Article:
What's the art note today? Let's discuss color—blending, mingling, merging colors. It's one of the things watercolor does best. In fact, when done right, the water does half the work. But there's the catch—it has to be done right! Watercolor is basically pigment, paper and water. But it takes a lot of skill and artistry to know how to manipulate those three elements (especially the paint and water) to create a painting. Let's look at this example. Greeta has painted some simple fruit. How easy is that? Not even a background. Even so...the lush, shiny fruits...the sensual, light-drenched can't take your eyes off these, can you?
I inserted it again so you can get a better look. Notice the sharp, clean edges on the highlights and how they add sparkle and shine. See how she's dropped rich deep color into wet shapes and let the colors softly mingle. Same for the shadows. Look how the colors chosen beautifully reflect the light hitting the fruit above, along with the color of the fruit itself. See the value changes and how they give dimension to round shapes and define the shadows. This one's worth examining closely to see how a fine artist handles three simple elements (paper, paint and water) and a simple subject to make lovely art you can lose yourself in.
See you next week!

Saturday, February 9, 2013

February 9, 2013

Today, we remember our Groundhog day blizzard of a few years ago and our thoughts go out to our East Coast brethren. Here, it's bright and sunny, albeit cold with snowy, icy pavements. Can't complain, though!

Can't complain about our morning painting, either. There were some truly breathtaking paintings today, from the blues of Hawaiian waters and Greco/Roman skies to lettuce fields, people, Montrose Harbor and door wreaths. We saw children, street lights sparkling on snowy trees, rich plaids—and even dried apricots.

Unfortunately, you won't get to see all of them in our scrolling showtime list. Elaine O. had new glasses today (apparently, her old glasses were a bit nondescript—two people hadn't even realized she wore them!) but she may need to get them re-checked. Seems she missed taking photos of Greeta's grandson and Geraldine's exploration of complimentary colors. Sorry about that! Next week for sure.

Meanwhile, our exploration of paint media continues, inspired by last week's guest, Johannah Silva from Winsor & Newton's Artist Outreach program. The medium of the day? Gum Arabic. Yes, Ken's been working with it for nearly a year, but now Elaine O is interested too. See below to find out more about gum arabic and see a head-to-head paint-off—quite literally!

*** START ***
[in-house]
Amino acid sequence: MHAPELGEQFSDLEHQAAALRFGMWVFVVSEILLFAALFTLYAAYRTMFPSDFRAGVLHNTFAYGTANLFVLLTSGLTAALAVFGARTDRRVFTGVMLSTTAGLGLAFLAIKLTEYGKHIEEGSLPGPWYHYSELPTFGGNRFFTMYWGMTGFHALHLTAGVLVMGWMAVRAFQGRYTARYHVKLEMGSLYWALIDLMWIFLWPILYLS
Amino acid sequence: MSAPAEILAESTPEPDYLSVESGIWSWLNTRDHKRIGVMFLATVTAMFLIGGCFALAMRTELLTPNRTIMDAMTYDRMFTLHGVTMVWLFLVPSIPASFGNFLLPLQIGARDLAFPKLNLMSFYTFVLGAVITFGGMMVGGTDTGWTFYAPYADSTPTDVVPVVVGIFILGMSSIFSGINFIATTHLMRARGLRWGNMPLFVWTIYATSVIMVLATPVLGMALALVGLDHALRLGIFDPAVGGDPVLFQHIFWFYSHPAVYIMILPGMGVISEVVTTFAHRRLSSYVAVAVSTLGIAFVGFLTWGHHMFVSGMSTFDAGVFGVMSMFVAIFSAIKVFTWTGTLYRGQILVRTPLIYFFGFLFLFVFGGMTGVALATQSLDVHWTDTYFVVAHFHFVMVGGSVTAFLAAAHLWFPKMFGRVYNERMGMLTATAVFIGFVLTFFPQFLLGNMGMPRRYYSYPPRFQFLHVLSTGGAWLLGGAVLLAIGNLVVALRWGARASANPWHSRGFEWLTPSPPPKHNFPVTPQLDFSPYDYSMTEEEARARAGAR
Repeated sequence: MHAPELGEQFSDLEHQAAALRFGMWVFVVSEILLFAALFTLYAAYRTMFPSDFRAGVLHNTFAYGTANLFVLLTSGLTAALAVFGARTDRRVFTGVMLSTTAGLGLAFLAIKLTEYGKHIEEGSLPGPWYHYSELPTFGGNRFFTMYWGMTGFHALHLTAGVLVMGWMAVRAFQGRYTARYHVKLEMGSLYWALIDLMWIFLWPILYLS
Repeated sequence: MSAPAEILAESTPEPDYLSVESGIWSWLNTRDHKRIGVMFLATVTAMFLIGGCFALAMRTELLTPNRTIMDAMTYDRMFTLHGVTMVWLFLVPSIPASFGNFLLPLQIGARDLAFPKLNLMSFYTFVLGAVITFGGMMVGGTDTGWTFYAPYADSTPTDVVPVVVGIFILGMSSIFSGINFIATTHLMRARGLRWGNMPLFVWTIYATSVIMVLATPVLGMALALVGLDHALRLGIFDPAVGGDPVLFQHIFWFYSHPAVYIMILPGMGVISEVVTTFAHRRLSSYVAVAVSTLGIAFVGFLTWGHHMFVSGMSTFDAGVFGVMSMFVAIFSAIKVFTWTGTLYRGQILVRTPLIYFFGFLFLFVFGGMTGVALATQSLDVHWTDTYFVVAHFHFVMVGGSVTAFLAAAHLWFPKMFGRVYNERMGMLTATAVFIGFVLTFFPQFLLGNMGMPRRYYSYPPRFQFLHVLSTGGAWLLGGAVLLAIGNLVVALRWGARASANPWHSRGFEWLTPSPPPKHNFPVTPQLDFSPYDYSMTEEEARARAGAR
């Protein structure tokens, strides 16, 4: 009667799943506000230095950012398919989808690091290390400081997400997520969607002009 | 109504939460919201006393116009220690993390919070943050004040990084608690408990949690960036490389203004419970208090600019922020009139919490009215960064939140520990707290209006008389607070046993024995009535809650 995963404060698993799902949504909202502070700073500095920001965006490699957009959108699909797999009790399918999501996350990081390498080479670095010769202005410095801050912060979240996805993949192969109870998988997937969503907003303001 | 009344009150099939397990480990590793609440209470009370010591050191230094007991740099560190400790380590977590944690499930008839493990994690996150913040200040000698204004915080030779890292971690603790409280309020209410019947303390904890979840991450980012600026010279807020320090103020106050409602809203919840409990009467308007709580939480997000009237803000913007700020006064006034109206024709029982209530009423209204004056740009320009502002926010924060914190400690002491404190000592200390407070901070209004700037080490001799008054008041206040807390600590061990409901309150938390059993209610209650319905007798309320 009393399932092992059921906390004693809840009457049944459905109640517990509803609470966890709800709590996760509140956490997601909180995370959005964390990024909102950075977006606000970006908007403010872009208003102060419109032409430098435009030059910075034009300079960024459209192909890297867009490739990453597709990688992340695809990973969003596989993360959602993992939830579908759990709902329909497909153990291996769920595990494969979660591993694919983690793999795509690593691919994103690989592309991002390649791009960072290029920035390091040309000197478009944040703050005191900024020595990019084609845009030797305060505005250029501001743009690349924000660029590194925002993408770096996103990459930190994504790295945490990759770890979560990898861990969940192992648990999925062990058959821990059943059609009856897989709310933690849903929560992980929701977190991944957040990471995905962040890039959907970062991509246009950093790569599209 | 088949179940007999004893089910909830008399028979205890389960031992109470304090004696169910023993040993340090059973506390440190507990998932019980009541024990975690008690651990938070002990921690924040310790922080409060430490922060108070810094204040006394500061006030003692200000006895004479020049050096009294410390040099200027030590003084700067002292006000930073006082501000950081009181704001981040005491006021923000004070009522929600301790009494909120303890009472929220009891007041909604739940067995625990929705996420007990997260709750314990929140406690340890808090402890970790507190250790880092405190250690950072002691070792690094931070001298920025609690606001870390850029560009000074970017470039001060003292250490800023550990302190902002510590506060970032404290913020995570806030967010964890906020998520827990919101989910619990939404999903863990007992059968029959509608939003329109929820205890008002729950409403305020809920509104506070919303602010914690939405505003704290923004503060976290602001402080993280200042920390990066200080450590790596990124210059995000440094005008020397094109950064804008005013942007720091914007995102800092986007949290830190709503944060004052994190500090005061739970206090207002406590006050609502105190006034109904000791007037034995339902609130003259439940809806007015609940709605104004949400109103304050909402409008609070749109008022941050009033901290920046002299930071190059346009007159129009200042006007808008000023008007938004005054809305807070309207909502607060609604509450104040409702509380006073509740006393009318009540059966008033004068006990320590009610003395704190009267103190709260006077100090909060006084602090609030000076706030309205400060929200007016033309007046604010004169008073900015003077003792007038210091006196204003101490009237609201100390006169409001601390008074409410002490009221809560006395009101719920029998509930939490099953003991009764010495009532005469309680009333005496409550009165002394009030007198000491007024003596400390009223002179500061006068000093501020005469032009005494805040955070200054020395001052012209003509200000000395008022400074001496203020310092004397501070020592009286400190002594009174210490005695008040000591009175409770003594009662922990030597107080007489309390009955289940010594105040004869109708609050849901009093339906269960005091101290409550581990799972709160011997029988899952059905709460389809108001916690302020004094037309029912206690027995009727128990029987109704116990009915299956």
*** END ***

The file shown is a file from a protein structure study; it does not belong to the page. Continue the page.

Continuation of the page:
But first, enjoy our art circle.


As promised, it's time to talk about Gum Arabic, Medium of the Day.
First of all, what it it? It's actually an organic substance made from sap from acacia trees. Gum arabic is already used in watercolors as a binder. But if you can't get enough in your paint, you can buy more in separate bottles. You add a little to your paint wash or your paint water (it's best not to use full strength straight from the bottle as it will crack and become brittle) to obtain the following effects:
  • slow the drying time of your paint
  • increase transparency and gloss, making colors more brilliant and luminous
  • reduce staining and make paint easy to lift
Look above at Ken's last three plaids and Elaine O's diptych, all of which use gum arabic. Ken's been pre-wetting his paper with a gum arabic solution for nearly a year now. His colors are definitely deeper and richer than without. He's also added it to his paint and found the paint "moves differently".
Elaine O is experimenting with gum arabic too. She's doing a side-by-side paint-off—same subject, same paints applied in the same way at the same intensity. Only difference? the baby to the right is painted with gum arabic. The paper was pre-wet and a slightly diluted coat of gum arabic was floated on one half. From there on, everything is the same. Notice the deeper colors? the more distinct brush strokes? More blooming, less blending. That side also took longer to dry and, if you look at the side view below, you'll notice a varnish-like gloss to the gum arabic side. It seems to occur most prominently at edges.
Keep watching to see how the experiment progresses, get our opinion of the medium and how (or if) we plan to keep using it.
Notice the gloss on the upper baby? Gum arabic!
Happy painting and see you next week!